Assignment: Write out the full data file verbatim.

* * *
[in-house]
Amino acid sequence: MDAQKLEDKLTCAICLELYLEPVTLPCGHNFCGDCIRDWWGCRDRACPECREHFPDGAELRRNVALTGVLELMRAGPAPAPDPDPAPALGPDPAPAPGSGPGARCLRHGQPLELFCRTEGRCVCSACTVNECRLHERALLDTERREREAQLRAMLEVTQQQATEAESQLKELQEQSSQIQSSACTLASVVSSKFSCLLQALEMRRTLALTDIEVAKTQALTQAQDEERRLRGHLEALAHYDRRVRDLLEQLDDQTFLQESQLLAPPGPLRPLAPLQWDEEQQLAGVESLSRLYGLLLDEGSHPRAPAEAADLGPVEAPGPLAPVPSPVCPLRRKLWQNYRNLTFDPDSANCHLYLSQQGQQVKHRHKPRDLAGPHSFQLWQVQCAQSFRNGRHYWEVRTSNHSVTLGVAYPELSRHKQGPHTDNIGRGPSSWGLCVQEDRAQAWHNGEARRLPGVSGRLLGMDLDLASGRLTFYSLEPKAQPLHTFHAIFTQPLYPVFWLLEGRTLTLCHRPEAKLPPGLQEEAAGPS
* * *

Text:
[in-house]
Amino acid sequence: MDAQKLEDKLTCAICLELYLEPVTLPCGHNFCGDCIRDWWGCRDRACPECREHFPDGAELRRNVALTGVLELMRAGPAPAPDPDPAPALGPDPAPAPGSGPGARCLRHGQPLELFCRTEGRCVCSACTVNECRLHERALLDTERREREAQLRAMLEVTQQQATEAESQLKELQEQSSQIQSSACTLASVVSSKFSCLLQALEMRRTLALTDIEVAKTQALTQAQDEERRLRGHLEALAHYDRRVRDLLEQLDDQTFLQESQLLAPPGPLRPLAPLQWDEEQQLAGVESLSRLYGLLLDEGSHPRAPAEAADLGPVEAPGPLAPVPSPVCPLRRKLWQNYRNLTFDPDSANCHLYLSQQGQQVKHRHKPRDLAGPHSFQLWQVQCAQSFRNGRHYWEVRTSNHSVTLGVAYPELSRHKQGPHTDNIGRGPSSWGLCVQEDRAQAWHNGEARRLPGVSGRLLGMDLDLASGRLTFYSLEPKAQPLHTFHAIFTQPLYPVFWLLEGRTLTLCHRPEAKLPPGLQEEAAGPS